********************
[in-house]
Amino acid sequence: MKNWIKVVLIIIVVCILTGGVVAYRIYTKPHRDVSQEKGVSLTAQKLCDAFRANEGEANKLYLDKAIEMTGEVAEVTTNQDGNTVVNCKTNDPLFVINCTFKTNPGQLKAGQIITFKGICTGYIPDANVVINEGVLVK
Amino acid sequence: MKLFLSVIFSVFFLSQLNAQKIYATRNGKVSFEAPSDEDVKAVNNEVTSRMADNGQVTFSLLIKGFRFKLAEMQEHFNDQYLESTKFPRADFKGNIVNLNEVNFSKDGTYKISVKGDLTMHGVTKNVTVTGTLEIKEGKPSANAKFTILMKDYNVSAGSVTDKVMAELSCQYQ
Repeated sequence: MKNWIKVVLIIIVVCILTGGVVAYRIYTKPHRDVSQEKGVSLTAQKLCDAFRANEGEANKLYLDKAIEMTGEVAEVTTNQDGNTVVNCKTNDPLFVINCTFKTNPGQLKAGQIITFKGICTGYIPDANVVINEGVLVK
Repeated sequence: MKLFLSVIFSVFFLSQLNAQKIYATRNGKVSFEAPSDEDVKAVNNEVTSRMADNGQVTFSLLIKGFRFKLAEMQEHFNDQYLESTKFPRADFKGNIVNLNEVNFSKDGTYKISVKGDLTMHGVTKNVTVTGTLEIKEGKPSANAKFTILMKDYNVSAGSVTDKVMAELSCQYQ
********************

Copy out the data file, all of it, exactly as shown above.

[in-house]
Amino acid sequence: MKNWIKVVLIIIVVCILTGGVVAYRIYTKPHRDVSQEKGVSLTAQKLCDAFRANEGEANKLYLDKAIEMTGEVAEVTTNQDGNTVVNCKTNDPLFVINCTFKTNPGQLKAGQIITFKGICTGYIPDANVVINEGVLVK
Amino acid sequence: MKLFLSVIFSVFFLSQLNAQKIYATRNGKVSFEAPSDEDVKAVNNEVTSRMADNGQVTFSLLIKGFRFKLAEMQEHFNDQYLESTKFPRADFKGNIVNLNEVNFSKDGTYKISVKGDLTMHGVTKNVTVTGTLEIKEGKPSANAKFTILMKDYNVSAGSVTDKVMAELSCQYQ
Repeated sequence: MKNWIKVVLIIIVVCILTGGVVAYRIYTKPHRDVSQEKGVSLTAQKLCDAFRANEGEANKLYLDKAIEMTGEVAEVTTNQDGNTVVNCKTNDPLFVINCTFKTNPGQLKAGQIITFKGICTGYIPDANVVINEGVLVK
Repeated sequence: MKLFLSVIFSVFFLSQLNAQKIYATRNGKVSFEAPSDEDVKAVNNEVTSRMADNGQVTFSLLIKGFRFKLAEMQEHFNDQYLESTKFPRADFKGNIVNLNEVNFSKDGTYKISVKGDLTMHGVTKNVTVTGTLEIKEGKPSANAKFTILMKDYNVSAGSVTDKVMAELSCQYQ